In the 1970s and '80s, National Lampoon's success and influence creates a new media empire overseen in part by the brilliant and troubled Douglas Kenney.In the 1970s and '80s, National Lampoon's success and influence creates a new media empire overseen in part by the brilliant and troubled Douglas Kenney.In the 1970s and '80s, National Lampoon's success and influence creates a new media empire overseen in part by the brilliant and troubled Douglas Kenney.
The format is well played with Will Forte as the young Doug and Martin Mull as kind of older, alternate universe Doug, if Kenney had lived, narrating the film. The rest of the cast is well known, playing unknown actors and writers. It took me a second to recognize Natasha Lyonne (American Pie) as Anne Beatts, Thomas Lennon (Reno 911) as Micheal O'Donoghue, and Joel McHale (Community) as Chevy Chase. All of them are covered in 70s hairstyles and McHale does a really good job of mimicking Chase's speech patterns and even his trademark pratfalls.
The film excels in showing how Kenney rose from a malcontent to a Harvard grad to a fledgling magazine editor to movie writer. Forte is especially compelling and funny as Kenney. He doesn't quite have the acting range to pull off the downward spiral of the person, but he does an excellent job with the jokes and the other aspects of Kenney's life. Where the film fails is trying to shoehorn too many characters into its 100 minute run time. There is even a humorous scene of older Kenney (Mull) explaining to a bunch of supporting characters that there wasn't enough screen time for all of them so they get ignored. But the film goes to great pains to cram in other famous people such as Gilda Radner, Christopher Guess (Seth Green), Bill Murray, and John Belushi. The actors playing Murray and Belushi came off as actors lampooning (no pun intended) the famous comedians. Belushi was such a huge personality, I doubt anyone could portray him properly in such a short cameo.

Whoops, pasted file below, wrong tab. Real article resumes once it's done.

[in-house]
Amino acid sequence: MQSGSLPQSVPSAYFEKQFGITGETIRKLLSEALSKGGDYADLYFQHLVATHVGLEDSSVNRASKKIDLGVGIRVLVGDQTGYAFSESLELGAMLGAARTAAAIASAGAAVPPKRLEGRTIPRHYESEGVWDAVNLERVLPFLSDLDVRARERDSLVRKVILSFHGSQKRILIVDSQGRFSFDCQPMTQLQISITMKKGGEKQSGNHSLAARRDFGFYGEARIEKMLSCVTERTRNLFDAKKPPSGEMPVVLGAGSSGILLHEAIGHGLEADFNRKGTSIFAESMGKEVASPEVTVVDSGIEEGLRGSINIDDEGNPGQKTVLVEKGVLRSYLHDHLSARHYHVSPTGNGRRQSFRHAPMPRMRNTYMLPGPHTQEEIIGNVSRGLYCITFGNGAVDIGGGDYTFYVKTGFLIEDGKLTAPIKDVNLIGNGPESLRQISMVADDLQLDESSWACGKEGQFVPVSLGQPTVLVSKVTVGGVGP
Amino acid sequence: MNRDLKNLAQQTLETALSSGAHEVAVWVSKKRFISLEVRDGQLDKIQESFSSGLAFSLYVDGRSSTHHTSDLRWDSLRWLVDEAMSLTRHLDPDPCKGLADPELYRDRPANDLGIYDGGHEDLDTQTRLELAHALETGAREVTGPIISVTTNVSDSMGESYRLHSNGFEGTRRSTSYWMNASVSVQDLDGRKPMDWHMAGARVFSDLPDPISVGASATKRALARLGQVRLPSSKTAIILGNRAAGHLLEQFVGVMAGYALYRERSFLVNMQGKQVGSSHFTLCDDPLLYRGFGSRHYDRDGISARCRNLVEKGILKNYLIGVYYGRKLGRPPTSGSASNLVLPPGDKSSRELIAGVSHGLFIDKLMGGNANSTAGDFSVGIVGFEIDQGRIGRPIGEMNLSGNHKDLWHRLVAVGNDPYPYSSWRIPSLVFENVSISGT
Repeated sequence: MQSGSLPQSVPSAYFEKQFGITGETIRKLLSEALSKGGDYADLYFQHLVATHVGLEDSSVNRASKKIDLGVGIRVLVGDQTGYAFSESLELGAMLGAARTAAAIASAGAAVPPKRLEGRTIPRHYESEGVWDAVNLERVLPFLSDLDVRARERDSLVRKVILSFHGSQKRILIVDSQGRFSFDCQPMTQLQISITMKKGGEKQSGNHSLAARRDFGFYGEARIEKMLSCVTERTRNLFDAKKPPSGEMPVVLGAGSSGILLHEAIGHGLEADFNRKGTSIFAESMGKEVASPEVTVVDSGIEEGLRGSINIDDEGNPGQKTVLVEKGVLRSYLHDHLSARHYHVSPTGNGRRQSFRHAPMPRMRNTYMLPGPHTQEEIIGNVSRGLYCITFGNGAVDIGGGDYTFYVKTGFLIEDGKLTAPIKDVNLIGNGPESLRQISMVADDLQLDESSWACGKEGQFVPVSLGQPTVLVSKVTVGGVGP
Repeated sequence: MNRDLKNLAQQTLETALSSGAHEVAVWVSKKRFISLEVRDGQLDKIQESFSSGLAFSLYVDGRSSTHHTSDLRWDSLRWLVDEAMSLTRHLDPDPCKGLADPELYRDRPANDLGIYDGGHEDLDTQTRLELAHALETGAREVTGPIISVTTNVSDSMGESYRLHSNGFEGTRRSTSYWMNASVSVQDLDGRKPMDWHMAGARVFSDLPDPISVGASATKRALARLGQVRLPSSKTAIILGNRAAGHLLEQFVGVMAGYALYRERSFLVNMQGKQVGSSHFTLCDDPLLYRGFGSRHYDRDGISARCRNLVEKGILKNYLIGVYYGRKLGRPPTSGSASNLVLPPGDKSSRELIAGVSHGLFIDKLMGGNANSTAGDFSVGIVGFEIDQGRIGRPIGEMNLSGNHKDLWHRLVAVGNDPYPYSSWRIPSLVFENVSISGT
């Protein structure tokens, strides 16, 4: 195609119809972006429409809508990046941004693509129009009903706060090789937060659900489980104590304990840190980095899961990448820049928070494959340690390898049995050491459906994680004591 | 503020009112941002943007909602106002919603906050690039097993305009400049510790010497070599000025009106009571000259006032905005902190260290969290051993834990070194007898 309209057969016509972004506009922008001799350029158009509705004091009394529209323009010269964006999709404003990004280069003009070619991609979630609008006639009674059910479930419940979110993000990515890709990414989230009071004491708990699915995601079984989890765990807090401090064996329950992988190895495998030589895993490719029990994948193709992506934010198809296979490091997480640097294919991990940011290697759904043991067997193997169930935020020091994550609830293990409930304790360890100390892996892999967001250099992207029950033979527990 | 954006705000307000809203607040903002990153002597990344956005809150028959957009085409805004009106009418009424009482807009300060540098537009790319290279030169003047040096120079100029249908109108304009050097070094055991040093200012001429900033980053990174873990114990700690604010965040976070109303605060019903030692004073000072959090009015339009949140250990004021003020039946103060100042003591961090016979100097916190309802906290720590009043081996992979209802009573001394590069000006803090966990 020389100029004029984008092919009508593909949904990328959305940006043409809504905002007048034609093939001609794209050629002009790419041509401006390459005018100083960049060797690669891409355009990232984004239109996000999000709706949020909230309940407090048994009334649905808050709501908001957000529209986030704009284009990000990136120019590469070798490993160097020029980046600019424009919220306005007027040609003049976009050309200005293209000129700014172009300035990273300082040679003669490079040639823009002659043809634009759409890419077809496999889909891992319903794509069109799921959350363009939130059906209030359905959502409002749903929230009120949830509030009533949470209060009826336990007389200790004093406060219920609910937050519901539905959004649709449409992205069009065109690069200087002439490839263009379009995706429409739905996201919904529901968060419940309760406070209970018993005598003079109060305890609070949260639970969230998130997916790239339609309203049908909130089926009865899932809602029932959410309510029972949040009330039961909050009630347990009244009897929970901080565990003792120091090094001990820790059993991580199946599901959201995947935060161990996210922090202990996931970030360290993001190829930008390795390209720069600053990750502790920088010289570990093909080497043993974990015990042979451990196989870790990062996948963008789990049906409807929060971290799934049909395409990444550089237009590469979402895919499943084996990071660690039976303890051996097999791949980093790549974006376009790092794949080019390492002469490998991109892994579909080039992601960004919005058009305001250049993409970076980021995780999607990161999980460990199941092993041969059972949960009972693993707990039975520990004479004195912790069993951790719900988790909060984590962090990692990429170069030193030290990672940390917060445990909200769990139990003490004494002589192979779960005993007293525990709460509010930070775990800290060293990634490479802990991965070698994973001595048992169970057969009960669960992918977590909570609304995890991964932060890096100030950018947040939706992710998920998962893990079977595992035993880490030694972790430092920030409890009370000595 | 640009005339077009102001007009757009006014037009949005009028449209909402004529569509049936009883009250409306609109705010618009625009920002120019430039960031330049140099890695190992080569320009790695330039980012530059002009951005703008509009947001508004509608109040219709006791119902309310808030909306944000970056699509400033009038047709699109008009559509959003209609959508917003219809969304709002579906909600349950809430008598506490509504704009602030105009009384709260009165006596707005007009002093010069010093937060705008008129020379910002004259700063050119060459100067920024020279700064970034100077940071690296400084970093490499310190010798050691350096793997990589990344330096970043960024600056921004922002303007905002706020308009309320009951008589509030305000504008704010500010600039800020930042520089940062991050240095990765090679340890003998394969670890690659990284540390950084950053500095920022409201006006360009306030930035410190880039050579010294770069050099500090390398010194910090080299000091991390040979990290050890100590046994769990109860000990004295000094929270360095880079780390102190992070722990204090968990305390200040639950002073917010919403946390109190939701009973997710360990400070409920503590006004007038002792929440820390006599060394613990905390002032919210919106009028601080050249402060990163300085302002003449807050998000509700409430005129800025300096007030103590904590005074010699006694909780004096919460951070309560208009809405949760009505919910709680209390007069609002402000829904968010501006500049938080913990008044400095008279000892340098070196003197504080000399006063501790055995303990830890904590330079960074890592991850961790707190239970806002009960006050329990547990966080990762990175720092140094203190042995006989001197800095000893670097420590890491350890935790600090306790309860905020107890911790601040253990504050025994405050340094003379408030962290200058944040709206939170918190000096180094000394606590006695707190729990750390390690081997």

Another special mention goes out to Emmy Rossum. She is a stunning screen presence and even though her appearance is short, as Kenney's last girlfriend, she lights up the screen. She is a gorgeous actress as well.
There is also a fun nod to Animal House with Mark Metcalf (Neidermeyer) portraying a publisher.
The movie moves fast through the various periods of Kenney's life, but I think he would have enjoyed it. He comes off as funny, yet troubled, a brilliant comedian, but an emotionally stinted adult. A Futile and Stupid Gesture is anything but. The only thing I would have added, is maybe some post interviews with the actual people portrayed in the movie who knew Kenney, even if they were archival for some (Belushi and Ramis). Still, this was a well-done film.
- Mar 11, 2018